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Stealing the Tea Party playbook: Progressives put Republicans on the hot seat

At an office park in the southwest valley, Jack Finn, Dean Heller's Southern Nevada director is not exactly walking into a lion’s den; but he’s not facing friends either.

“We really do deserve to have some answers and some face time with Mr. Heller. That's all we're asking for", said a protest organizer.

Finn had walked out of the senator’s office to join about 100 protestors on a street just down the block.

“As I've told you before when you've been here, your comments are passed on to him. All of your concerns are noted. They're taken down and they're forwarded to him directly including the request for a town hall,” Finn told the crowd. “We don’t currently have one scheduled, but the request has been put forward and I will do so again.”

Today’s protest was organized by the left-leaning group Moveon.org, which held similar events around the nation.

Many of the protestors went there on Tuesday to urge Heller to reject President Trump’s nominee to head the Department of Labor. A vote could come later this week.

As it settles into four or more years of Trump, progressives are organizing.

Meanwhile, around the country, Republican congressmen are getting an earful, just as democratic congressmen did back in 2009, when the Obama Administration was crafting Obamacare.

Democratic town halls were overwhelmed with angry conservatives, worried about what would happen to their health care. The anger that summer gave rise to the Tea Party, enabling Republicans to recapture congress in 2010.

The same scene is being repeated eight years later, and this time it’s the GOP on the hot seat. Conservatives are suspicious.

“I think a lot of these people don't live in the district. I think a lot of these people are professional disturbers,” says Heidi Harris, the conservative talk show host who holds court mornings on KXNT 840 AM.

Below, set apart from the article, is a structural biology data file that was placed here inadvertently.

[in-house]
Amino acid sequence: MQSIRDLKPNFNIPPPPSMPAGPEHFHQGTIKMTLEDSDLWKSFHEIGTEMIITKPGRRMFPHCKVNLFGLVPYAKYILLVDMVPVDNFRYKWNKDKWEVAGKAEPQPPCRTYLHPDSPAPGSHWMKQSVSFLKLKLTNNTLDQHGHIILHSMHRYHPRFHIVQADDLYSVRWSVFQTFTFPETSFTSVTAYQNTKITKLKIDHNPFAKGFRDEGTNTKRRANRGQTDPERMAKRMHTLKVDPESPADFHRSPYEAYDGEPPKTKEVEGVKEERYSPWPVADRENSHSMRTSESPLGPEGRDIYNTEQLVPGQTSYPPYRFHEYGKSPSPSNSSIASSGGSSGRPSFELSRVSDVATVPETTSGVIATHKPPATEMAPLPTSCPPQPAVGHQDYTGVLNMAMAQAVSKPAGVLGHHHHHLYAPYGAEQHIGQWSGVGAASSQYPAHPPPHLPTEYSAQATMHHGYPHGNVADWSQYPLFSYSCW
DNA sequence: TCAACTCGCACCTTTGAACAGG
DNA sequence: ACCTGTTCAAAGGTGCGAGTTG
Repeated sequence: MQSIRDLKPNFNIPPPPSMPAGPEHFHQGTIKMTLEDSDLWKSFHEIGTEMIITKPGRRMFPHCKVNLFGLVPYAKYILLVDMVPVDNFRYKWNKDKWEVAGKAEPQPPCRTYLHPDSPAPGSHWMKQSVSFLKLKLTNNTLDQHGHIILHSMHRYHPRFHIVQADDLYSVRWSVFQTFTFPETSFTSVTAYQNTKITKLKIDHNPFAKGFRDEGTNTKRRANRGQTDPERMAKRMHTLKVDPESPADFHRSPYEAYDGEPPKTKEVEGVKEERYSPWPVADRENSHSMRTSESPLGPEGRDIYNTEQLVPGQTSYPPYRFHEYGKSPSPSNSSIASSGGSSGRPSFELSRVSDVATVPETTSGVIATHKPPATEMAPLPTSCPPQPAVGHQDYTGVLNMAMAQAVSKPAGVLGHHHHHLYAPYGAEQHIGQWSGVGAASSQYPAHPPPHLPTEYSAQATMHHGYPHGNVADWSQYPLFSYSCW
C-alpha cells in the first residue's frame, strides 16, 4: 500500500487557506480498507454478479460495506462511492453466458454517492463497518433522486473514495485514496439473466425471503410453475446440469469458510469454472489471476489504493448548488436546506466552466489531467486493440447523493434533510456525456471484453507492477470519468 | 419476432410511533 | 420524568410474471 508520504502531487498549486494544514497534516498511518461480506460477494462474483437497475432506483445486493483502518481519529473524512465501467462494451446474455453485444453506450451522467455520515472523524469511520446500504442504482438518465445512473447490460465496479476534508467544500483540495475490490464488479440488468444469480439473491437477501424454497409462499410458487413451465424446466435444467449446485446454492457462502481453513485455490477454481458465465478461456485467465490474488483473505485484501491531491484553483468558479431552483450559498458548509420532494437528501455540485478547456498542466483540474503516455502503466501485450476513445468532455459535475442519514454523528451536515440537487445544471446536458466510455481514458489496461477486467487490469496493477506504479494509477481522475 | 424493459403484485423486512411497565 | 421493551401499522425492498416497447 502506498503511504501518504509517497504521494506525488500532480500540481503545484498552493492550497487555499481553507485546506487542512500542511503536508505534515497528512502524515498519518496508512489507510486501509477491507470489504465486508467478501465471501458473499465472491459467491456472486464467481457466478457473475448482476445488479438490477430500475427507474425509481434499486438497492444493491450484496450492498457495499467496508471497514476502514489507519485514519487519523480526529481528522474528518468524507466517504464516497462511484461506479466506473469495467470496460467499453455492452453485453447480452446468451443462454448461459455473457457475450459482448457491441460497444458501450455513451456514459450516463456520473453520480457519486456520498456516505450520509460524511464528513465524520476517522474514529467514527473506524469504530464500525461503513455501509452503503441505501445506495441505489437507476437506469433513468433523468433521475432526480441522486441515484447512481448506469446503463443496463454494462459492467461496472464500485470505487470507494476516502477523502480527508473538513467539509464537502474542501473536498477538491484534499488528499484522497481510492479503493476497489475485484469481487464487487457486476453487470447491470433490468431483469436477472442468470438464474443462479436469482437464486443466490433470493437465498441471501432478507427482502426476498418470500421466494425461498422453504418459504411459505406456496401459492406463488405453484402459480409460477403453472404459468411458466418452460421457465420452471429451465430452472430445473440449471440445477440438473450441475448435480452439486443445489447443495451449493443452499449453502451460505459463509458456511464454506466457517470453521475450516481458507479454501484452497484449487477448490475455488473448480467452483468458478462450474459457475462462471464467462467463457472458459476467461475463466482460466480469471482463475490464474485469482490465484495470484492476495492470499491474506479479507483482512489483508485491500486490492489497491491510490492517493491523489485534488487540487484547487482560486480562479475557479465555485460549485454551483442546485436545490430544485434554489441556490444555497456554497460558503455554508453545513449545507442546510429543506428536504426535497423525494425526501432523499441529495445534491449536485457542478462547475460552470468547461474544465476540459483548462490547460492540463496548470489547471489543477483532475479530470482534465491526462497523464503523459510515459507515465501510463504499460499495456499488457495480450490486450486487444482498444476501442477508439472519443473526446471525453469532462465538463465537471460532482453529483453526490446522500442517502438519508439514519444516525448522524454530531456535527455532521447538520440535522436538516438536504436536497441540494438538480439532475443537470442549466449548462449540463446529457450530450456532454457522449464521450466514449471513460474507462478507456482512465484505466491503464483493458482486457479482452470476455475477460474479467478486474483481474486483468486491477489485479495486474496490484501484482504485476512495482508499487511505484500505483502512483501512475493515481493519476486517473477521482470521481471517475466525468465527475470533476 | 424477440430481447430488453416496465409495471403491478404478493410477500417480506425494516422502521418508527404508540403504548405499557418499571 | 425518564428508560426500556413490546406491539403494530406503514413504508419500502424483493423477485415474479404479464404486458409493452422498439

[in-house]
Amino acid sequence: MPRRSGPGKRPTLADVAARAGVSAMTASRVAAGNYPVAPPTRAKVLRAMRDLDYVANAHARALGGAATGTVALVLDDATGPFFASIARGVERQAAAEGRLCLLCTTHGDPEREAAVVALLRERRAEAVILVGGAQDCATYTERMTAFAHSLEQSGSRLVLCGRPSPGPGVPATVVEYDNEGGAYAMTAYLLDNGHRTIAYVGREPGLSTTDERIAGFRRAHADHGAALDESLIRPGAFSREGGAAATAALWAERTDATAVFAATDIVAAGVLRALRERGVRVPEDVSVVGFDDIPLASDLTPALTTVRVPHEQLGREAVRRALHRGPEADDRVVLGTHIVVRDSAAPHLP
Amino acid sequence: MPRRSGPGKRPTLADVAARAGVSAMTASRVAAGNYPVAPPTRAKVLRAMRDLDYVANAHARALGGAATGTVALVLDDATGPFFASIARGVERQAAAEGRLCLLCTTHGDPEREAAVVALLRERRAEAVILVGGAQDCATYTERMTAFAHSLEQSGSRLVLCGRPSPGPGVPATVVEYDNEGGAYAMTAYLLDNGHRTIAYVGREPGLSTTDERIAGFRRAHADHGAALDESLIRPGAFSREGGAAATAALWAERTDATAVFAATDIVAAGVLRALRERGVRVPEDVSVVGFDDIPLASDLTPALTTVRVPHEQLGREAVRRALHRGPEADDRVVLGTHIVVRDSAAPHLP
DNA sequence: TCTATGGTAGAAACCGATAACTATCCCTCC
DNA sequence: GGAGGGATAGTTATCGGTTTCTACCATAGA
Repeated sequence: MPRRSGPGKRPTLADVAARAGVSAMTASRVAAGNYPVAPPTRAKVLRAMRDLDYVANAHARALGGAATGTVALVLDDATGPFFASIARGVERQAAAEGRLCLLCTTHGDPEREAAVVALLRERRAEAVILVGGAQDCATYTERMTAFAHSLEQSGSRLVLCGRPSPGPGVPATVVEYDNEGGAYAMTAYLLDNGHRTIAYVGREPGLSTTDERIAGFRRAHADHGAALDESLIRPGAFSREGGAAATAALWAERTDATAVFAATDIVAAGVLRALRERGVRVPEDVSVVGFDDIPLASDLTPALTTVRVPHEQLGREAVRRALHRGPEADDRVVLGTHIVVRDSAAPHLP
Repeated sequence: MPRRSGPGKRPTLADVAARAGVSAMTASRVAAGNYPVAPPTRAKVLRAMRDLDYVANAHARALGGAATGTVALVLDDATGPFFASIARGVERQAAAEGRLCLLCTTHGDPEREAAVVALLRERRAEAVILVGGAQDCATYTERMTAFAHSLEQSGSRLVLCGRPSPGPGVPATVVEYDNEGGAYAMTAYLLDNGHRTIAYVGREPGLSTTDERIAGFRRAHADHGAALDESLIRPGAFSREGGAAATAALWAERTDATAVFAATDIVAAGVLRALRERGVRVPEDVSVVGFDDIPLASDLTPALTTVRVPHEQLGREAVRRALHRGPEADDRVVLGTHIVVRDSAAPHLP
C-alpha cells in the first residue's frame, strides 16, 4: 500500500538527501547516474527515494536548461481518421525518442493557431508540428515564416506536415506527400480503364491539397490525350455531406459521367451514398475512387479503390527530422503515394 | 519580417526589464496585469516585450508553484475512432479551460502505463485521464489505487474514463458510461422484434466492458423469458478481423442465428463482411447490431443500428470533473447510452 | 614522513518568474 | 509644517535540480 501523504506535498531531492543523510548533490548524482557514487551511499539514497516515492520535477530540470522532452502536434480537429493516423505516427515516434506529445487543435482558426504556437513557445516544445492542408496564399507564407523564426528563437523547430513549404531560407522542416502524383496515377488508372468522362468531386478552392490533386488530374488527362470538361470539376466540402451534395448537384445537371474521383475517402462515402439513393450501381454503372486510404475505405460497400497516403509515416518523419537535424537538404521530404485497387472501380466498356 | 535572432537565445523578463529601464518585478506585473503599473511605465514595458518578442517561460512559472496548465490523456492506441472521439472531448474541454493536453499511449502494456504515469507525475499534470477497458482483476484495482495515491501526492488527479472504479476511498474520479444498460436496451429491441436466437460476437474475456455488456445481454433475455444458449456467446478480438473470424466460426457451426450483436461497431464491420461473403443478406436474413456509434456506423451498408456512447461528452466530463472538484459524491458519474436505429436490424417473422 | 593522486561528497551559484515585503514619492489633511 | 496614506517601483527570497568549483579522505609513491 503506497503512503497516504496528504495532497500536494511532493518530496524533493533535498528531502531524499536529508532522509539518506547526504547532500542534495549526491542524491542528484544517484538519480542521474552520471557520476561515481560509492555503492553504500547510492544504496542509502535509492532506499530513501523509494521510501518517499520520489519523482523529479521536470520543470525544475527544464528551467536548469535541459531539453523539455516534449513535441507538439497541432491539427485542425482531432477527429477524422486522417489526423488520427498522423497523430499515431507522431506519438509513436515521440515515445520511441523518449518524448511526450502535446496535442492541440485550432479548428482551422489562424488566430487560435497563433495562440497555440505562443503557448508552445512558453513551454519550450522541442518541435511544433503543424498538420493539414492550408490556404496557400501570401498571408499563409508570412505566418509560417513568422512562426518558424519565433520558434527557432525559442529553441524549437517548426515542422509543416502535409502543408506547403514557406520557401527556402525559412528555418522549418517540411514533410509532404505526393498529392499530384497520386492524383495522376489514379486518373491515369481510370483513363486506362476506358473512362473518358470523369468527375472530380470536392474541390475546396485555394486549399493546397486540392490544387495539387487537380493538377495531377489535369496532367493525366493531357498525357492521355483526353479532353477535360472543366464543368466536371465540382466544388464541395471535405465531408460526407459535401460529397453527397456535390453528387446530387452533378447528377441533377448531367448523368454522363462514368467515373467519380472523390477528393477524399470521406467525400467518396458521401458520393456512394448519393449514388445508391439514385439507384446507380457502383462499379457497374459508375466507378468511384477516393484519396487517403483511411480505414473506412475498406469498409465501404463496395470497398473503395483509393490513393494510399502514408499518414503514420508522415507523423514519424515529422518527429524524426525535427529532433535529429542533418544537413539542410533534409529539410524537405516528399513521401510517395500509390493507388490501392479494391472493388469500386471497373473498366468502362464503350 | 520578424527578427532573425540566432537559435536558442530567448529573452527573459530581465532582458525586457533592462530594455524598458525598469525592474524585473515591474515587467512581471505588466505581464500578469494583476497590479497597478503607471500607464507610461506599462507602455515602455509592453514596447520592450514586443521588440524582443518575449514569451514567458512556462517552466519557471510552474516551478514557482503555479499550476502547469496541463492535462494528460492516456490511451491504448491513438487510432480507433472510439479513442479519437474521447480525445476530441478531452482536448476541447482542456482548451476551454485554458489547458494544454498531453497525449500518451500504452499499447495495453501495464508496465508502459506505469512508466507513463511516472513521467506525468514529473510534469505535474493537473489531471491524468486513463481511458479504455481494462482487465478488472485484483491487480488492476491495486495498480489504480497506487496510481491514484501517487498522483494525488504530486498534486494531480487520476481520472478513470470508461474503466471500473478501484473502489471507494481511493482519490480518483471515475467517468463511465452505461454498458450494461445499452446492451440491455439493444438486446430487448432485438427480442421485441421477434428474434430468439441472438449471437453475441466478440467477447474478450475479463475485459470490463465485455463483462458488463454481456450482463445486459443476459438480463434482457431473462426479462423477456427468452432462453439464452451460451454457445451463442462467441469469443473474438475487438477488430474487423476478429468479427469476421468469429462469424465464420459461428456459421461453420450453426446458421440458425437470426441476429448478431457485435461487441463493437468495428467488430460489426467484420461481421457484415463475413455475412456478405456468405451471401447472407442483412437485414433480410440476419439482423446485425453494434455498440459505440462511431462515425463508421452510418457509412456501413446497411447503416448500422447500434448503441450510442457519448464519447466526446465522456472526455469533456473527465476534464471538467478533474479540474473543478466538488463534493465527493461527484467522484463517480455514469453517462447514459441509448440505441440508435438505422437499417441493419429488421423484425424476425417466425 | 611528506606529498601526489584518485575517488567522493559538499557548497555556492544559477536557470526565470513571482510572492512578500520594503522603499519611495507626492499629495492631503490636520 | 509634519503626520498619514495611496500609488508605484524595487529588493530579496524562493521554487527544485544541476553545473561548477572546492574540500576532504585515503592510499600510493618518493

Richard Monk came out Tuesday, upset at Heller's support for the Trump cabinet.

“He's voting for people that have literally no background in the positions that he's voting them into,” Monk told me.

"Where are you from?" I asked.

“Las Vegas,” Monk replied.

Heller's office says the senator is listening.

"He's conducted weekly town halls by telephone where he can reach 5,000 constituents per meeting. This setup has allowed the senator to hear directly from constituents. Constituents are able to take their questions directly to the senator without a screening process." says Heller Communications Director Neal Patel in a statement to News 3.

Heller's in a tough spot. He never liked Trump.

“So everything Trump does, he gets blamed for, even though he didn't like the guy to begin with", says Harris.

Out front of the Heller office, I meet Elaine Wing, who voted for Trump.

Why is she here?

“Because I don't like any of the cabinet that Trump has picked out,” she says.

In the meantime, a force may be brewing, that could keep senators and their staff busy.

RELATED | UNLV, UMC also will feel hit if Affordable Care Act repealed

RELATED | Peaceful vigil at Senator Heller's office for lawmaker accountability





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